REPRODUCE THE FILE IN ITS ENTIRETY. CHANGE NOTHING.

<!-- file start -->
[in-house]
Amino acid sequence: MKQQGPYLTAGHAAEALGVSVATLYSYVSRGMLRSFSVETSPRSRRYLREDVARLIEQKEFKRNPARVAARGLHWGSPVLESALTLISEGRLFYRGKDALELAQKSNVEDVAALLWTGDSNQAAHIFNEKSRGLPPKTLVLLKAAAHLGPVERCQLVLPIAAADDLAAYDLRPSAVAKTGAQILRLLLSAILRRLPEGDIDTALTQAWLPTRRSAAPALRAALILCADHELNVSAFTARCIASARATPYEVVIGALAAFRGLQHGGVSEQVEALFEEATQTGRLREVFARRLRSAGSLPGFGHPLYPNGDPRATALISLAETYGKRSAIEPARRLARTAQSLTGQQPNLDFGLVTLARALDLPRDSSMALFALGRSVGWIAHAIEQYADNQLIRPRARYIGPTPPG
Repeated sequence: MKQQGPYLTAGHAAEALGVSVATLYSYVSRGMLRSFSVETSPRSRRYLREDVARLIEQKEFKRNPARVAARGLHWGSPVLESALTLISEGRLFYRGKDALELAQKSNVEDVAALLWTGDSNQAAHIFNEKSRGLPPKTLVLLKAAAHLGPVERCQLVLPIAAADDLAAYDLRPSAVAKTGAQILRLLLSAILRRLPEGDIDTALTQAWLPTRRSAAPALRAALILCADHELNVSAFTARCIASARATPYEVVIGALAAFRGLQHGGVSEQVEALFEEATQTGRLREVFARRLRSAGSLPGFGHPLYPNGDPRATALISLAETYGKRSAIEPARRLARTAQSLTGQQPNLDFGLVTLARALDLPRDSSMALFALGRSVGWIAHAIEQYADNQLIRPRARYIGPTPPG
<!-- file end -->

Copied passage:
[in-house]
Amino acid sequence: MKQQGPYLTAGHAAEALGVSVATLYSYVSRGMLRSFSVETSPRSRRYLREDVARLIEQKEFKRNPARVAARGLHWGSPVLESALTLISEGRLFYRGKDALELAQKSNVEDVAALLWTGDSNQAAHIFNEKSRGLPPKTLVLLKAAAHLGPVERCQLVLPIAAADDLAAYDLRPSAVAKTGAQILRLLLSAILRRLPEGDIDTALTQAWLPTRRSAAPALRAALILCADHELNVSAFTARCIASARATPYEVVIGALAAFRGLQHGGVSEQVEALFEEATQTGRLREVFARRLRSAGSLPGFGHPLYPNGDPRATALISLAETYGKRSAIEPARRLARTAQSLTGQQPNLDFGLVTLARALDLPRDSSMALFALGRSVGWIAHAIEQYADNQLIRPRARYIGPTPPG
Repeated sequence: MKQQGPYLTAGHAAEALGVSVATLYSYVSRGMLRSFSVETSPRSRRYLREDVARLIEQKEFKRNPARVAARGLHWGSPVLESALTLISEGRLFYRGKDALELAQKSNVEDVAALLWTGDSNQAAHIFNEKSRGLPPKTLVLLKAAAHLGPVERCQLVLPIAAADDLAAYDLRPSAVAKTGAQILRLLLSAILRRLPEGDIDTALTQAWLPTRRSAAPALRAALILCADHELNVSAFTARCIASARATPYEVVIGALAAFRGLQHGGVSEQVEALFEEATQTGRLREVFARRLRSAGSLPGFGHPLYPNGDPRATALISLAETYGKRSAIEPARRLARTAQSLTGQQPNLDFGLVTLARALDLPRDSSMALFALGRSVGWIAHAIEQYADNQLIRPRARYIGPTPPG